With ongoing, albeit gradual, fiscal consolidation, and robust nominal GDP growth, government debt will rise very gradually as a ratio to GDP. Moody’s Projects Real GDP growth above 4% in both 2018 and 2019, and nominal gdp growth at around 13%, supported by a robust global growth environment and demand for copper and an easing of some of the domestic structural bottlenecks including in power.
Despite progress with fiscal consolidation, Zambia’s gross funding needs, which Moody’s estimates at almost 14% of GDP in 2018, present a risk for the government given the country’s narrow domestic capital market and potential sudden changes in risk appetite by international investors. Interest payments consume almost a quarter of budgetary revenue, up from 5% in 2011. While increased participation of foreign investors in government local currency securities has eased the government’s financing constraints, it amplifies the sensitivity of financing conditions to fluctuations in foreign investors’ sentiment.
Moreover, unless the government refinances its external debt maturities ahead of schedule, its funding needs will rise again significantly in the early part of the next decade, with the first Eurobond maturity due in 2022, and two other Eurobonds maturing shortly after. This concentration of Zambia’s maturities coincides with large maturities for a number of other Sub-Saharan African countries, amplifying roll-over risk. Finally, a repeat of fiscal slippages or significant depreciation of the currency seen in recent years, leading to the re-emergence of government liquidity challenges and increased indebtedness, could drive a negative rating action.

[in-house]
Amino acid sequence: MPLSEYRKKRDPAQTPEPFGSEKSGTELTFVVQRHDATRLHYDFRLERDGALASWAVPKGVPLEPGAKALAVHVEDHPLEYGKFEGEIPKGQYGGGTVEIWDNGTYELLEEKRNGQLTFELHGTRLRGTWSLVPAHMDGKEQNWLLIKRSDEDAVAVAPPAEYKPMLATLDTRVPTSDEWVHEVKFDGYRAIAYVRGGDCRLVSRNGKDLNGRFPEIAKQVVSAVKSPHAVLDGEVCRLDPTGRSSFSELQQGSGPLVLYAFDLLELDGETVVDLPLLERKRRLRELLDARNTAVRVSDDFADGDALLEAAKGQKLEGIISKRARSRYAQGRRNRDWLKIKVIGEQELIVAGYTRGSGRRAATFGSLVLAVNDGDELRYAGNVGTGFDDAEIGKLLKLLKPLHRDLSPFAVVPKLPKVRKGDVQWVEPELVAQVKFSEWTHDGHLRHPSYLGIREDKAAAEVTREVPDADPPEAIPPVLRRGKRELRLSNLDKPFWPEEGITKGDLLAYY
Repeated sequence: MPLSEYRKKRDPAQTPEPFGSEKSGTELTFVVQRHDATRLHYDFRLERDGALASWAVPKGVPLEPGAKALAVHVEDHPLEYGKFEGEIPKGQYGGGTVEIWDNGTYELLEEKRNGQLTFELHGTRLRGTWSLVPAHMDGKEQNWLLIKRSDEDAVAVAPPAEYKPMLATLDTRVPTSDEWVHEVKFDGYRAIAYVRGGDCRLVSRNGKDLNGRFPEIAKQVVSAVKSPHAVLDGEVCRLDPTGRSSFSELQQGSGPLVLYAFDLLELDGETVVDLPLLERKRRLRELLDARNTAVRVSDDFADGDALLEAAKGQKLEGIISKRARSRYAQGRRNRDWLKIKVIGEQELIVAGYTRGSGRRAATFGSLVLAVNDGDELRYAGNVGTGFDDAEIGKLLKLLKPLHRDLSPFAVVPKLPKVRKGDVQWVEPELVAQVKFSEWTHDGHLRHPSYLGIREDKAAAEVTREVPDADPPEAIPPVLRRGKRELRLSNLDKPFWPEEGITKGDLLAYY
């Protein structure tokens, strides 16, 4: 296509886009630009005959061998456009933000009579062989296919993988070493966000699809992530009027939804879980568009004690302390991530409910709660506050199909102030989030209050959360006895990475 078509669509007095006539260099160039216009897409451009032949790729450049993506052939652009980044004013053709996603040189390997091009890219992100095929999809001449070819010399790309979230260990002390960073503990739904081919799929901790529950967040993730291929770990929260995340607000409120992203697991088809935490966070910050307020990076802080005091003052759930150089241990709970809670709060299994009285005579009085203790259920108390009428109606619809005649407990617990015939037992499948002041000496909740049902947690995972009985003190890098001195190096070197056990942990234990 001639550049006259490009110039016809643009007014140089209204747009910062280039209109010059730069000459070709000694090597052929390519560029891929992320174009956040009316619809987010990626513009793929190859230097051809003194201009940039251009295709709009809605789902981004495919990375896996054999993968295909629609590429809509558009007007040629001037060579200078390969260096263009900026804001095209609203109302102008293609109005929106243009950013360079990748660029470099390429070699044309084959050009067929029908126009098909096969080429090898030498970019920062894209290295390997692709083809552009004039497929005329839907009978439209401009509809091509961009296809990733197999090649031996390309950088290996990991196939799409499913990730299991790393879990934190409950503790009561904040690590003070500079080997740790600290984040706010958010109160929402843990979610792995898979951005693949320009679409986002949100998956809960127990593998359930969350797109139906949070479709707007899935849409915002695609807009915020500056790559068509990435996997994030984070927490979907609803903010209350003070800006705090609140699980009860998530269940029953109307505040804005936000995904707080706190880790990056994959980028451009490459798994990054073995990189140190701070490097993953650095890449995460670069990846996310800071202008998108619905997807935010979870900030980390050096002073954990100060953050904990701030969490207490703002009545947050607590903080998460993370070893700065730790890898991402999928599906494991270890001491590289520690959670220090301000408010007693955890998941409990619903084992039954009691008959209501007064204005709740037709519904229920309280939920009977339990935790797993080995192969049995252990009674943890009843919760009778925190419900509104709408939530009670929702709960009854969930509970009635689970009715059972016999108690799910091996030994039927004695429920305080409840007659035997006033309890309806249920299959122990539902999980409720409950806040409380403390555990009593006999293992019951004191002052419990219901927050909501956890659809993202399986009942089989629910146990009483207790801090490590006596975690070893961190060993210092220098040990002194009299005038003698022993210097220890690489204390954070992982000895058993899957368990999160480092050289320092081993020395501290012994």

The absence of a clear and credible plan to manage refinancing risk as the Eurobond maturities in the early part of the next decade near, would also put pressure on the rating.
An absence of long-term fiscal and other structural reforms, including narrowing the energy gap over the medium term thereby reducing potential growth and undermining fiscal strength would also put downward pressure on the rating. Faster progress with fiscal consolidation than we currently expect that markedly reduces the likelihood of liquidity pressures returning and brings government debt on a distinct downward trajectory would be credit positive.
Progress with economic diversification and structural reform that leads to higher and more stable growth would also support Zambia’s creditworthiness in the medium term.
Commenting on the development, Finance Minister Felix Mutati has said the improved outlook in the zambian government’s rating is not only an important indicator of the international community’s discernment of Zambia’s political, social and economic stability but also an endorsement of the country’s consistent and market friendly development policies.
“The rating upgrade is a confirmation that Zambia’s image is venerated, therefore, our private sector should leverage on this positive outlook to develop credible alliances with players in the international community and grow empires which will generate jobs and create wealth,” he said.
Mr. Mutati acknowledged that the positive upgrade was based on, among other considerations, the critical reforms which the government has embarked on under the Economic Stabilisation and Growth Programme to implement fiscal consolidation, remove subsidies, reform the energy sector, and embark on diversification of the economy through agriculture, tourism, and industrialisation. “The results of the assessment conducted by Moody’s is a welcome assurance to investors, therefore, they should remain confident that Zambia is on track with economic stabilisation and growth,” said the Minister, adding that, “we will work diligently to ensure that the confidence of our people and that of our foreign partners in the good intentions of the government to stabilize and grow the economy are not taken for granted.” “We will endeavour to remain focused, firm, and committed in the implementation of our transformational agenda so that our gains in economic stabilisation are protected through enhanced fiscal consolidation and sustained inclusive growth, without leaving anyone behind,” stated Mr. Mutati.